I’ve always had this notion that “when I grew up”, I would make a difference. At age 8, I’d decided that becoming a doctor would be a noble career path that would allow me to do just that. But by 20, when I was a few years along in university, my career aspirations changed. Perhaps I noticed that humans already had a lot of help. In fact, for everything you could possibly want or need, there is someone employed to help you. Animals have no such luxury. Humans have wrought unspeakable horrors on the animal kingdom – more than every other species combined. In many cases, our impacts on the natural world have been so severe that animals are incapable of changing the outcome of their own dire situations. But we have also accomplished tremendous good. We have brought nearly extinct species back from the brink, we have stood against habitat destruction, we have prevented animal exploitation. The majority of humanity’s conservation achievements have been at the hands of a few fiercely passionate individuals. Dr. Jane Goodall is a front-runner among these.
Dr. Goodall was exactly the same age as I am today when she set foot on the shore of Lake Tanganyika. What she witnessed there shaped the rest of her life, and filled her with a passion that few will find in their lifetime. 53 years later, she is still traveling the globe, carrying a message about chimpanzees, conservation, and the power of the human spirit to change the world. She is still writing books. She is still a UN Messenger of Peace. She is still an activist. She has accomplished as much for her cause as anyone could have hoped for in two lifetimes.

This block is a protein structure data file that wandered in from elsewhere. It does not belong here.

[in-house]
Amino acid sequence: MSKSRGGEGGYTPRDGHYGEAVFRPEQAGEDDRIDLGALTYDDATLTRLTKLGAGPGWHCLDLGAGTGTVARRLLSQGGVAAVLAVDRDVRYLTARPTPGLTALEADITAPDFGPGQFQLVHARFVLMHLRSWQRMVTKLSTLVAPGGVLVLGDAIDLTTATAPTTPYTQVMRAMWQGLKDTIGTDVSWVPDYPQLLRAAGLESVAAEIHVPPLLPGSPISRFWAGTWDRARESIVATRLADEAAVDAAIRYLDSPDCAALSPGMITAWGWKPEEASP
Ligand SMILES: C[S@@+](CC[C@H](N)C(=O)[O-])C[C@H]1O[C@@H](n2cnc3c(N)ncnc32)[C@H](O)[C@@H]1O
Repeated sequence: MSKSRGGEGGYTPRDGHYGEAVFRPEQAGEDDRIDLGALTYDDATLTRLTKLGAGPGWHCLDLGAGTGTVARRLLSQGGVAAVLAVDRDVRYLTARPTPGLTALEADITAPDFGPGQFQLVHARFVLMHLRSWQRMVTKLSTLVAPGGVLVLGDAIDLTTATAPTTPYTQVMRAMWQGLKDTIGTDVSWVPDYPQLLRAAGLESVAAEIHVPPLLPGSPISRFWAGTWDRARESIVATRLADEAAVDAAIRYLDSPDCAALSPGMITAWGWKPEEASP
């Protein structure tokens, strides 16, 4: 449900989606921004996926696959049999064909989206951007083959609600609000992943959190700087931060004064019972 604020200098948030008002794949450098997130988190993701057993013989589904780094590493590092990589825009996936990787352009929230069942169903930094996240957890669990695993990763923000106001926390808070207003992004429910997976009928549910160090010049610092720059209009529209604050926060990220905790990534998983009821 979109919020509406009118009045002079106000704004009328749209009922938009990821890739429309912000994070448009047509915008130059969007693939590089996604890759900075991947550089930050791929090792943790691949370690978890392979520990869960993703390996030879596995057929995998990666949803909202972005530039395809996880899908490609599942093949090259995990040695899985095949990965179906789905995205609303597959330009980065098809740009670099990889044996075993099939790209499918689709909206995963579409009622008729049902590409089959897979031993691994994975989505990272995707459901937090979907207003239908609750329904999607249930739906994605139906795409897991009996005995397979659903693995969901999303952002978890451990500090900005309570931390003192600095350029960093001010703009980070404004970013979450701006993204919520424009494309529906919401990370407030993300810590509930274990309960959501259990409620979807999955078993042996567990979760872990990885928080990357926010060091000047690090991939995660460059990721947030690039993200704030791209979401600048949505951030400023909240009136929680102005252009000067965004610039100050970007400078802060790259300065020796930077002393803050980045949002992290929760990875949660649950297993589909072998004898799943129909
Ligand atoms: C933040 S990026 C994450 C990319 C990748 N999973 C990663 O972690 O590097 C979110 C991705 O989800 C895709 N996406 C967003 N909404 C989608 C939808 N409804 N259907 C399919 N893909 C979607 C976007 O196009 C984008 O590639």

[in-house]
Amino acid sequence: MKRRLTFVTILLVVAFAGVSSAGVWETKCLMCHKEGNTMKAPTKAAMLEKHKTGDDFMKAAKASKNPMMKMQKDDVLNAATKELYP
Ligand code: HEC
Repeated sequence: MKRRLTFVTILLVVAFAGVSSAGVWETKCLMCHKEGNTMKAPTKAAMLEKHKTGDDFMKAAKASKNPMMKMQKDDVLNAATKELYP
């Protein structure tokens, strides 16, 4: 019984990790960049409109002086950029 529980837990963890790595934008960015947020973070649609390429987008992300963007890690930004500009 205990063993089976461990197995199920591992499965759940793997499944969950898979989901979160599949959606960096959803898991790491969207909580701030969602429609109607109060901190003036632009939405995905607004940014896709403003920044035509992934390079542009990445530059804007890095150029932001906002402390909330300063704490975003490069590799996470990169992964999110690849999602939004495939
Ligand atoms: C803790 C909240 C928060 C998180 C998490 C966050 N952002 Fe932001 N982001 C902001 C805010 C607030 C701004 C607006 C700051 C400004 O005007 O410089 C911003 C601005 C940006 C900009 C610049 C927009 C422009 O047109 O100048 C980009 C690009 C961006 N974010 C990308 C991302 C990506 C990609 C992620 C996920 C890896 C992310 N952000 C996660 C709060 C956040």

It is largely because of her efforts and her message that chimpanzees, as a species, are surviving today. There are sanctuaries like Tchimpounga and Ngamba Island that take in the survivors of poaching and the bushmeat trade. There are programs that work with those living next to critical chimpanzee habitat so that they can develop livelihoods independent of hunting and resource extraction from forests. And there is a wealth of information out there, so that we may think twice about how our decisions as consumers have far reaching effects on the natural world. There is still much to be done, but because of Dr. Goodall, we have come a long way.
I saw Dr. Jane Goodall speak when I was still an undergraduate in Edmonton. I had always thought that a good public speaker would have a loud, booming voice, lots of charisma, boundless energy, and a comedic, punchy demeanor. Dr. Goodall, with her soft voice and mild manner, did not fit this perception. Yet she was able to captivate the audience and hold them breathless in their seats till the very end of her lecture. Every word she said dripped with the passion she felt, so we listened, and we left changed. From Dr. Goodall, I have learned how to “make the difference” that I so desired. It isn’t about tactics and persona, it’s about finding a cause you believe in whole-heartedly and dedicating yourself to it.
So happy birthday, Dr. Jane. Thank you for being the inspiration that you are to me. I hope that by the time I am 79, I can say I have accomplished half as much as you.